Radical Love and UDL

“Love is an action, a participatory emotion. Whether we are engaged in a process of self love or of loving others we must move beyond the realm of feeling to actualize love. This is why it is useful to see love as a practice. 
When we act, we need not feel inadequate or powerless; we can trust that there are concrete steps to take on love’s path. We learn to communicate, to be still and listen to the needs of our hearts, and we learn to listen to others.”    bell hooks

When Kass Minor and I get together and chat about education and life, our conversations often center around love. Not the mushy kind of love – you know the one where you stomach flutters as you think about the person you care about – but the kind where there’s action behind it. As we discussed submitting a proposal to the UDL Symposium: Expert Learners in early 2019, I don’t even remember our initial ideas. Kass had some really great ideas but I definitely didn’t feel equipped to discuss those to a crowd. We agreed that love was a topic that was necessary to discuss. We knew it was easy to talk about love but we needed to create some sort of resource for folks to return to as they worked on planning, reflection, and putting things into practice.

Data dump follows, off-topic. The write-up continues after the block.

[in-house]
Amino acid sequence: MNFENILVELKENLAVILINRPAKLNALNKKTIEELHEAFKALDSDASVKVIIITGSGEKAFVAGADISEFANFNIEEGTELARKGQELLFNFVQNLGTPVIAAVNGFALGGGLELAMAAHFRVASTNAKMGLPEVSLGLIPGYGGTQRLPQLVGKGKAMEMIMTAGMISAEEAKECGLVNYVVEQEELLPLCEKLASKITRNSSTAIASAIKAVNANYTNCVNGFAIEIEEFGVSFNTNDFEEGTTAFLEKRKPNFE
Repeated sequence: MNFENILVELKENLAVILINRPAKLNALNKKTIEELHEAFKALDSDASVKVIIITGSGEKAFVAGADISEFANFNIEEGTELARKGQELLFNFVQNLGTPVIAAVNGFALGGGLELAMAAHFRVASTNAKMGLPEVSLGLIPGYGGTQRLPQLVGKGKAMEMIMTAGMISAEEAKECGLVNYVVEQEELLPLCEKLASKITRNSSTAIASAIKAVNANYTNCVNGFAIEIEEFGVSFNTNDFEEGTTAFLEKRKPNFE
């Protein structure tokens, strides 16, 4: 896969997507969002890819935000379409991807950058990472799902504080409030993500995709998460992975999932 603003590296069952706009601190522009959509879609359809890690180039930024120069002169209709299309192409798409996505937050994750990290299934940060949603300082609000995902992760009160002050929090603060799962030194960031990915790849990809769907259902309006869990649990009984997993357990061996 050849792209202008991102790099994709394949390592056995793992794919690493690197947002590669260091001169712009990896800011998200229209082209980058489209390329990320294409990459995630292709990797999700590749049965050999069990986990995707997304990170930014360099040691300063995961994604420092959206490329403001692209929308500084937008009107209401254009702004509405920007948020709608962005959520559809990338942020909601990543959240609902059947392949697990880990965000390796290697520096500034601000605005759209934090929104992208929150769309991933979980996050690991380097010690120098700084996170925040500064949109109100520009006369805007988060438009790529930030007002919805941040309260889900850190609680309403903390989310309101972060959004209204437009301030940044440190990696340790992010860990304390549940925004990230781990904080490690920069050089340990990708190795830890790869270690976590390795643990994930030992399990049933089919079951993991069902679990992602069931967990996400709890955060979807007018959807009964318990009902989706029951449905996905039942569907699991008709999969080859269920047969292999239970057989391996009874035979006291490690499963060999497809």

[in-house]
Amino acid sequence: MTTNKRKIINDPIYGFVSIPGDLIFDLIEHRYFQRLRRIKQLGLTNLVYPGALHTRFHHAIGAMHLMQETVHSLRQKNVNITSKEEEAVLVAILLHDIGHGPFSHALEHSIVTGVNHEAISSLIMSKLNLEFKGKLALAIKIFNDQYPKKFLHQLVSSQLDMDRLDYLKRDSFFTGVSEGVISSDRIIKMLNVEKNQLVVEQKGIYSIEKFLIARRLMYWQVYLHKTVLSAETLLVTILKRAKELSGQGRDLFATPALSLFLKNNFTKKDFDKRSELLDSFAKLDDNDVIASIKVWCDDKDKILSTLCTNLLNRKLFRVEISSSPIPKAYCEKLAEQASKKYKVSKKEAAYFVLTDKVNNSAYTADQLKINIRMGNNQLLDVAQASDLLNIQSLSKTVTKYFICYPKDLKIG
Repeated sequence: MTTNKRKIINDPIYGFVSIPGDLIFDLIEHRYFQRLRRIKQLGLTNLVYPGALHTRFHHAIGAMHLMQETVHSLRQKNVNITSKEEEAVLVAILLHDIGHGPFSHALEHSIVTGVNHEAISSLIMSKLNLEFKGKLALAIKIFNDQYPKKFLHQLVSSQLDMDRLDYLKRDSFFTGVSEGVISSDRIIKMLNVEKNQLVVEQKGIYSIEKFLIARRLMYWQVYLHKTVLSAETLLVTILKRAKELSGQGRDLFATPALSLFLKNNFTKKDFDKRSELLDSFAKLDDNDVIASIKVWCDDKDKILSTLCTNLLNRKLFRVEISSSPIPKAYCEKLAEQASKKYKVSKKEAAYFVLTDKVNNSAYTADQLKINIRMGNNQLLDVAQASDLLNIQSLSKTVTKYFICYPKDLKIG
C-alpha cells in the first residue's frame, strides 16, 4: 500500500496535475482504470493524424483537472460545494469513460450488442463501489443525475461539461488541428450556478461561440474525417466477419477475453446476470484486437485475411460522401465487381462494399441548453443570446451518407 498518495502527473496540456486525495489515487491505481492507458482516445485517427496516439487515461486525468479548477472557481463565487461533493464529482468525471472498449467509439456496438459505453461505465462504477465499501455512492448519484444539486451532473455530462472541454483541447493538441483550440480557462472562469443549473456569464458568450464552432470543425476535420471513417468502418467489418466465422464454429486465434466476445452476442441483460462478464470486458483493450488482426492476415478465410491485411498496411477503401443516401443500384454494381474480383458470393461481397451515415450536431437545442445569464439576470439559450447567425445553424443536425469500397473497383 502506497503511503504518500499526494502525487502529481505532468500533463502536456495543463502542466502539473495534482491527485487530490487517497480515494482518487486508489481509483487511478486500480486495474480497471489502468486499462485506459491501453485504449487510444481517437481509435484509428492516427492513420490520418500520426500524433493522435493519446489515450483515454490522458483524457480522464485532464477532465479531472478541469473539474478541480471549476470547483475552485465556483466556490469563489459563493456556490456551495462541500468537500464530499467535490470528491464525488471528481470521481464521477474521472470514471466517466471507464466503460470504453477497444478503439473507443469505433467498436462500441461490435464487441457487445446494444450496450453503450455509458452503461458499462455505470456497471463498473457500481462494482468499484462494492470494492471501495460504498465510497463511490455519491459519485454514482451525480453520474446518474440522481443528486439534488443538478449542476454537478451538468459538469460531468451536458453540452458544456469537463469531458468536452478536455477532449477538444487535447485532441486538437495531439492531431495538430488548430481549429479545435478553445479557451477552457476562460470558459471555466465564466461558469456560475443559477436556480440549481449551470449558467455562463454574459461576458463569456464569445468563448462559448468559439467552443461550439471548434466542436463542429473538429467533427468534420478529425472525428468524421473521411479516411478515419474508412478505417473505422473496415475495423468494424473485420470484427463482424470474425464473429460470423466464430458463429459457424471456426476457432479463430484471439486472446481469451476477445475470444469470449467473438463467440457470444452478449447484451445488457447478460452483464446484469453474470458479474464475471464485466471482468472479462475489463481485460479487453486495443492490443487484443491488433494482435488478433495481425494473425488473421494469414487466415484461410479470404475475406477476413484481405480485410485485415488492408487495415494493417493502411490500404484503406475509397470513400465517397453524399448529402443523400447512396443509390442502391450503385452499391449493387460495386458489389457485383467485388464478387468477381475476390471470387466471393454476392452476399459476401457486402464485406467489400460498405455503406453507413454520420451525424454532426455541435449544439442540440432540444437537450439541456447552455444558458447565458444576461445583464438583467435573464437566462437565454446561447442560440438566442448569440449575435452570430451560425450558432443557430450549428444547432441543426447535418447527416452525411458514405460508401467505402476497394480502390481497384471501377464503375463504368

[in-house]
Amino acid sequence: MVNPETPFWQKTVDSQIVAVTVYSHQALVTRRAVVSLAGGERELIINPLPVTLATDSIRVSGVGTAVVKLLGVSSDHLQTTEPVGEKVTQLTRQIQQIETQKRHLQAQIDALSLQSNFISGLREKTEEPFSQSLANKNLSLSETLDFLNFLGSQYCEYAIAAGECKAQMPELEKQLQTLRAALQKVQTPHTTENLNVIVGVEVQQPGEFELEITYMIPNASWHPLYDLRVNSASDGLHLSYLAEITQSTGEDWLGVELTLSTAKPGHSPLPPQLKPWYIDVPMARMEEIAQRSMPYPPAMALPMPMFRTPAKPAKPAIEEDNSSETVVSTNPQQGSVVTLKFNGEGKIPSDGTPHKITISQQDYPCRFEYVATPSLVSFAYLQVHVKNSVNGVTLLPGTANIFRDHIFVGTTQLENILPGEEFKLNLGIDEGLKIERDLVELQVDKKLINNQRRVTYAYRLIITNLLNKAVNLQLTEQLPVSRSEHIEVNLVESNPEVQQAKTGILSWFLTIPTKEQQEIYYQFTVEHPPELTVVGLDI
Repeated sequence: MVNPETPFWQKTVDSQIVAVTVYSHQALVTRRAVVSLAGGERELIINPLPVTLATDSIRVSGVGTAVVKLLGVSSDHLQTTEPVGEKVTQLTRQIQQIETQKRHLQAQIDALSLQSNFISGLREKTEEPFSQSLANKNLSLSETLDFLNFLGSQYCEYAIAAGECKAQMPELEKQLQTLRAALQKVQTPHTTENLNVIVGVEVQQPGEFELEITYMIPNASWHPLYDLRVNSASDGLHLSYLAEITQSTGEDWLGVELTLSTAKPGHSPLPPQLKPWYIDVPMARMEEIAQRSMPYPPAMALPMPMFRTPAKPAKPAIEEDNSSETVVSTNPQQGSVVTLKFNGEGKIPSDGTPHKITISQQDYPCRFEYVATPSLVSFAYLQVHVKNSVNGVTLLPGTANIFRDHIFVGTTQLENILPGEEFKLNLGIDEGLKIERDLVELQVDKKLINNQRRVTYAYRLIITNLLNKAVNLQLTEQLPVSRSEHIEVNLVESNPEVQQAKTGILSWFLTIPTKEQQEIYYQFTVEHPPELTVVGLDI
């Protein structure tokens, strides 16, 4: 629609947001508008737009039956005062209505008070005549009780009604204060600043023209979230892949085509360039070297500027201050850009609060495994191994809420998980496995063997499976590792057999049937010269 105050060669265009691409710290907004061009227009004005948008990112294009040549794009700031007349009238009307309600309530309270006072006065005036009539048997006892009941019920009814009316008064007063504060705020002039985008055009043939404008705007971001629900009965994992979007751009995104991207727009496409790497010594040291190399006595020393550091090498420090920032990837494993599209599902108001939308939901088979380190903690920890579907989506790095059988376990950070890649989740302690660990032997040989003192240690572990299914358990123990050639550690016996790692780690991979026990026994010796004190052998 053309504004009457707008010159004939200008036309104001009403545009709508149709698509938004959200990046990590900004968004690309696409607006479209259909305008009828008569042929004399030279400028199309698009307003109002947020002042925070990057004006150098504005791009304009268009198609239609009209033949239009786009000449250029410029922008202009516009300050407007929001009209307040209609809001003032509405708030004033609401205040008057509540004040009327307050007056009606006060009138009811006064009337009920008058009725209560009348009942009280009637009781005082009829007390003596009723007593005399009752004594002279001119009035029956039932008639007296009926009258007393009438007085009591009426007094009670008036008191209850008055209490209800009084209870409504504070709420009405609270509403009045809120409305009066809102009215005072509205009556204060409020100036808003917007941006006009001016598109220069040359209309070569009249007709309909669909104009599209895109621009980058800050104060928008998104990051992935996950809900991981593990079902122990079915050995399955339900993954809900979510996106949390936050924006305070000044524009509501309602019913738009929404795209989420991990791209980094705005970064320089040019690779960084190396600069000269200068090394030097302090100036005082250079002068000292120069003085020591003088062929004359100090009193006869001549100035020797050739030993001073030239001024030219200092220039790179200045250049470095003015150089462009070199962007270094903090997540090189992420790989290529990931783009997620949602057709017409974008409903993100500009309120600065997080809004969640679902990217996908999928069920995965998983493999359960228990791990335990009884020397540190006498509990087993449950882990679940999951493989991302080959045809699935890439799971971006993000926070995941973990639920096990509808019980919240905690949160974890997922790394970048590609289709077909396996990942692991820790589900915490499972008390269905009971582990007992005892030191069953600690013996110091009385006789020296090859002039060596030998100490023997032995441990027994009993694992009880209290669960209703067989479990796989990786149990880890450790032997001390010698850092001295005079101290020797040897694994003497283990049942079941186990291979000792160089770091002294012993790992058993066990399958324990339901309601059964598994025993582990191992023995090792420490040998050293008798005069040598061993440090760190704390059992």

We look at bell hooks’ work All About Love and began to intersect with the UDL Guidelines. Hooks is not as “clear” as many practitioners might like – there are no easy steps to love, even her definitions of love aren’t prescriptive. Hooks defines love with 5 words: Showing Care; Respect; Knowledge; Integrity; Will to Cooperate. We found that word respect is filled with cultural misunderstanding and rife with issues and confusion so we shifted that word/idea to be commitment. We also found the word knowledge was confusing as well so we shifted that to be Clarity: Use Love Words. 

Here’s how hooks “defines” these words: